Pro-Russian threat actors are continuing their unrelenting pursuit of Ukrainian targets, with an array of campaigns that include fake Android apps, hack attacks exploiting critical vulnerabilities, and email phishing attacks that attempt to harvest login credentials, researchers from Google said.
One of the more recent campaigns came from Turla, a Russian-speaking advanced persistent threat actor that’s been active since at least 1997 and is among the most technically sophisticated in the world. According to Google, the group targeted pro-Ukrainian volunteers with Android apps that posed as launchpads for performing denial-of-service attacks against Russian websites.
“All you need to do to launch the process is install the app, open it and press start,” the fake website promoting the app claimed. “The app immediately begins sending requests to the Russian websites to overwhelm their resources and cause the denial of service.”
In fact, a researcher with Google’s threat analysis group said, the app sends a single GET request to a target website. Behind the scenes, a different Google researcher told Vice that the app was designed to map out the user’s Internet infrastructure and “work out where the people that are potentially doing these sorts of attacks are.”
The apps, hosted on a domain spoofing the Ukrainian Azov Regiment, mimicked another Android app Google first saw in March that also claimed to perform DoS attacks against Russian sites. Unlike the Turla apps, stopwar.apk, as the latter app was named, sent a continuous stream of requests until the user stopped them.
“Based on our analysis, we believe that the StopWar app was developed by pro-Ukrainian developers and was the inspiration for what Turla actors based their fake CyberAzov DoS app off of,” Google researcher Billy Leonard wrote.
Other hacking groups sponsored by the Kremlin have also targeted Ukrainian groups. Campaigns included the exploitation of Follina, the name given to a critical vulnerability in all supported versions of Windows that was actively targeted in the wild for more than two months as a zero-day.
Google researchers confirmed a CERT-UA report from June that said a different Kremlin-sponsored hacking group—tracked under a variety of names including Fancy Bear, known as Pawn Storm, Sofacy Group, and APT28—was also exploiting Follina in an attempt to infect targets with malware known as CredoMap. Additionally, Google said that Sandworm—yet another group sponsored by the Russian government—was also exploiting Follina. That campaign used compromised government accounts to send links to Microsoft Office documents hosted on compromised domains, primarily targeting media organizations in Ukraine.
Security firm Palo Alto Networks, meanwhile, reported on Tuesday that Russia’s Cloaked Ursa hacking group (also known as APT29, Nobelium, and Cozy Bear) had also stepped up malware attacks since the start of Russia’s invasion of Ukraine, in part by making malicious files for download available on Dropbox and Google Drive. US and UK intelligence services have publicly attributed APT29 to Russia’s Foreign Intelligence Service (SVR).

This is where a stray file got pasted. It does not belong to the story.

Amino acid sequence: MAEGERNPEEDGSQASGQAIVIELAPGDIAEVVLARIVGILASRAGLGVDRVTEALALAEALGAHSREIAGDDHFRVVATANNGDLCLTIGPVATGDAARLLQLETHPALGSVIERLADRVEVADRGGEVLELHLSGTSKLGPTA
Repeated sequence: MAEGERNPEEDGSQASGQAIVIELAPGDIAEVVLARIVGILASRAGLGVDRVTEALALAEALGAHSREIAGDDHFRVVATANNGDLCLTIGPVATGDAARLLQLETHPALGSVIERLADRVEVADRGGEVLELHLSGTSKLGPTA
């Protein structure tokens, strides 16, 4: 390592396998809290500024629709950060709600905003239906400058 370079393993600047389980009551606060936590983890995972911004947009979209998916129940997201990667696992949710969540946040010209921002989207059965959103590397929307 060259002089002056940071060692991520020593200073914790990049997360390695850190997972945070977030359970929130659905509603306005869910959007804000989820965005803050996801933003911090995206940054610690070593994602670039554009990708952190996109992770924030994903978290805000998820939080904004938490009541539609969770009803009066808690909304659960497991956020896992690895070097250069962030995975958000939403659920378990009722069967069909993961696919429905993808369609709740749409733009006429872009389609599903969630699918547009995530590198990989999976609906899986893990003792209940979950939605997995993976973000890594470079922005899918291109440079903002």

“This aligns with the group’s historic targeting focus, dating back to malware campaigns against Chechnya and other former Soviet bloc countries in 2008,” Palo Alto Networks researchers Mike Harbison and Peter Renals wrote. More recently, APT29 has been linked to a hack of the US Democratic National Committee discovered in 2016 and the SolarWindows supply-chain attacks from 2020.
Not all the threat groups targeting Ukraine are Kremlin-sponsored, Google said. Recently, a financially motivated actor tracked as UAC-0098 impersonated the State Tax Service of Ukraine and delivered malicious documents that attempted to exploit Follina. Google said the actor is a former initial ransomware access broker that previously worked with the Conti ransomware group.
On Wednesday, the US Cyber Command shared technical details related to what the agency said are several types of malware targeting Ukrainian entities in recent months. The malware samples are available on VirusTotal, Pastebin, and GitHub. Security firm Mandiant said two separate espionage groups used the malware, one tracked as UNC1151 and attributed by Mandiant to the Belarusian government and the other tracked as UNC2589, which the firm said is “believed to act in support of Russian government interest and has been conducting extensive espionage collection in Ukraine.”
The European Union also called out the Russian government this week, noting that a recent distributed denial-of-service campaign was only the latest example of cyberattacks it launched since its invasion.
“Russia’s unprovoked and unjustified military aggression against Ukraine has been accompanied by a significant increase of malicious cyber activities, including by a striking and concerning number of hackers and hacker groups indiscriminately targeting essential entities globally,” EU officials wrote. “This increase in malicious cyber activities, in the context of the war against Ukraine, creates unacceptable risks of spillover effects, misinterpretation, and possible escalation.”